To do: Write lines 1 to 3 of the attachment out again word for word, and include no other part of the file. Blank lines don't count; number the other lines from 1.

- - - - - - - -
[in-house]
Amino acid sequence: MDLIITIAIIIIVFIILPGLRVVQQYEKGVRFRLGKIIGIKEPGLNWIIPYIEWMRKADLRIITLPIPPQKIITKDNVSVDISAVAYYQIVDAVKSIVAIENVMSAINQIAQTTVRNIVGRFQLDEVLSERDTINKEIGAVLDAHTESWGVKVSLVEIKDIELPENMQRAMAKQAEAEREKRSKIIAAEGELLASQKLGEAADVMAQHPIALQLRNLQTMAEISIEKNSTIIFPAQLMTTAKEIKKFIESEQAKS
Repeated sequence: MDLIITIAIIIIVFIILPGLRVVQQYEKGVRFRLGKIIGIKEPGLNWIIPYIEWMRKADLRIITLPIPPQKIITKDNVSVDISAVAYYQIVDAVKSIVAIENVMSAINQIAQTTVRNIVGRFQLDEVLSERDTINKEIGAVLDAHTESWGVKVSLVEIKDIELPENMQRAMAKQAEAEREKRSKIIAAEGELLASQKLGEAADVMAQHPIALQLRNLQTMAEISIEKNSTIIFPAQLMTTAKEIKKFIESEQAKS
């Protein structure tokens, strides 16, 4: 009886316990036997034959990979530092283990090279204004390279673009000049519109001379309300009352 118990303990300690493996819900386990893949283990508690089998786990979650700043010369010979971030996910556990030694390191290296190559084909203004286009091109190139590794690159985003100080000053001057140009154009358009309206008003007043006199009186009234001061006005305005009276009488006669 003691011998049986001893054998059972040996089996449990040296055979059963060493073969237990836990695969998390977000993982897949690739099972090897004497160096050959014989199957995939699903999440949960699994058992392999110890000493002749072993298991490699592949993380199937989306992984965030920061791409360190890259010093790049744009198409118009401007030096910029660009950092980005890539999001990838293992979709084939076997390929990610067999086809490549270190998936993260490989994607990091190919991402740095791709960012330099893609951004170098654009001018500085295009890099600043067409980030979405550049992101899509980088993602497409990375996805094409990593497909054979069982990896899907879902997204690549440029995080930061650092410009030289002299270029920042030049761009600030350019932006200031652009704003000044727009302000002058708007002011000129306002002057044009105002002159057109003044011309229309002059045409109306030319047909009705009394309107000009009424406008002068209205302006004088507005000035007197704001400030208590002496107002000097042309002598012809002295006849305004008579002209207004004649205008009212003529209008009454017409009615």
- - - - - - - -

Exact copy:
[in-house]
Amino acid sequence: MDLIITIAIIIIVFIILPGLRVVQQYEKGVRFRLGKIIGIKEPGLNWIIPYIEWMRKADLRIITLPIPPQKIITKDNVSVDISAVAYYQIVDAVKSIVAIENVMSAINQIAQTTVRNIVGRFQLDEVLSERDTINKEIGAVLDAHTESWGVKVSLVEIKDIELPENMQRAMAKQAEAEREKRSKIIAAEGELLASQKLGEAADVMAQHPIALQLRNLQTMAEISIEKNSTIIFPAQLMTTAKEIKKFIESEQAKS
Repeated sequence: MDLIITIAIIIIVFIILPGLRVVQQYEKGVRFRLGKIIGIKEPGLNWIIPYIEWMRKADLRIITLPIPPQKIITKDNVSVDISAVAYYQIVDAVKSIVAIENVMSAINQIAQTTVRNIVGRFQLDEVLSERDTINKEIGAVLDAHTESWGVKVSLVEIKDIELPENMQRAMAKQAEAEREKRSKIIAAEGELLASQKLGEAADVMAQHPIALQLRNLQTMAEISIEKNSTIIFPAQLMTTAKEIKKFIESEQAKS